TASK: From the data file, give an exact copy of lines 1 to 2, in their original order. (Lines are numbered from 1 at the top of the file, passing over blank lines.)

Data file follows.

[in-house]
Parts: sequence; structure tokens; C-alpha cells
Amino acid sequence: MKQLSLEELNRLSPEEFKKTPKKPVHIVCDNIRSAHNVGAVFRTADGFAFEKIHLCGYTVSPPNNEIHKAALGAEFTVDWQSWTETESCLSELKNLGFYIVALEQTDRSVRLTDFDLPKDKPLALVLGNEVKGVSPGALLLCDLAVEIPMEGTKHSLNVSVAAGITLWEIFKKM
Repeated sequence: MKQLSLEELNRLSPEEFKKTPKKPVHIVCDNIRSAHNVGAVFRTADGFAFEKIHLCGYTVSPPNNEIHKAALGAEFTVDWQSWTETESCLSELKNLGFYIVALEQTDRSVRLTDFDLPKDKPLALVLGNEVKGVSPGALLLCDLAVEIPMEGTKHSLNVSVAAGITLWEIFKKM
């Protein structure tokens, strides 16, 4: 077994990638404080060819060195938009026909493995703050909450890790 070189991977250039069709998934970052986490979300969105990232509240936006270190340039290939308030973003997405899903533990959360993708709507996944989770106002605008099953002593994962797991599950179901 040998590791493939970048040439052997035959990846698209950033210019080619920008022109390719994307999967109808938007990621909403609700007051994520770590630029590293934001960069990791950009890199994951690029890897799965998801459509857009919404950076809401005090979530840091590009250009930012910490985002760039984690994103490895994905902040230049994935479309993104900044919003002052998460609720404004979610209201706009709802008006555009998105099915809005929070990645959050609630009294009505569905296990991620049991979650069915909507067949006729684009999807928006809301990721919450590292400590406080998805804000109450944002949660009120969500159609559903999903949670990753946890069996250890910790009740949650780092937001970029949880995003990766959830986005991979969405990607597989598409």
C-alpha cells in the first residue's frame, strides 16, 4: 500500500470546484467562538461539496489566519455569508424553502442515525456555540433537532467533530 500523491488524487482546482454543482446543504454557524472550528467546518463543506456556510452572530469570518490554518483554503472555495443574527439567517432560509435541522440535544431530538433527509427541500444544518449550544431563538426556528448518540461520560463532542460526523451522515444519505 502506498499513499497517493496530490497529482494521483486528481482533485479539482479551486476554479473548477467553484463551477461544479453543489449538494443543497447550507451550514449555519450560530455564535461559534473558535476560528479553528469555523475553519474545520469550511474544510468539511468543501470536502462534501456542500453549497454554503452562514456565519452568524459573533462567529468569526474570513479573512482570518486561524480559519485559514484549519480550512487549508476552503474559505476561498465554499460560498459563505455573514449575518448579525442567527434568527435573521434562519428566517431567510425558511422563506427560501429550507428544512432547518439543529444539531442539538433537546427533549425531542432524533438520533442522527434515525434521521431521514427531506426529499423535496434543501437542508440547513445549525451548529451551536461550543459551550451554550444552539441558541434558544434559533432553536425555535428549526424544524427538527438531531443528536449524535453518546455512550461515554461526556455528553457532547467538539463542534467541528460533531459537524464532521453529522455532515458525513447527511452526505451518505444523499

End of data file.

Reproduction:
[in-house]
Parts: sequence; structure tokens; C-alpha cells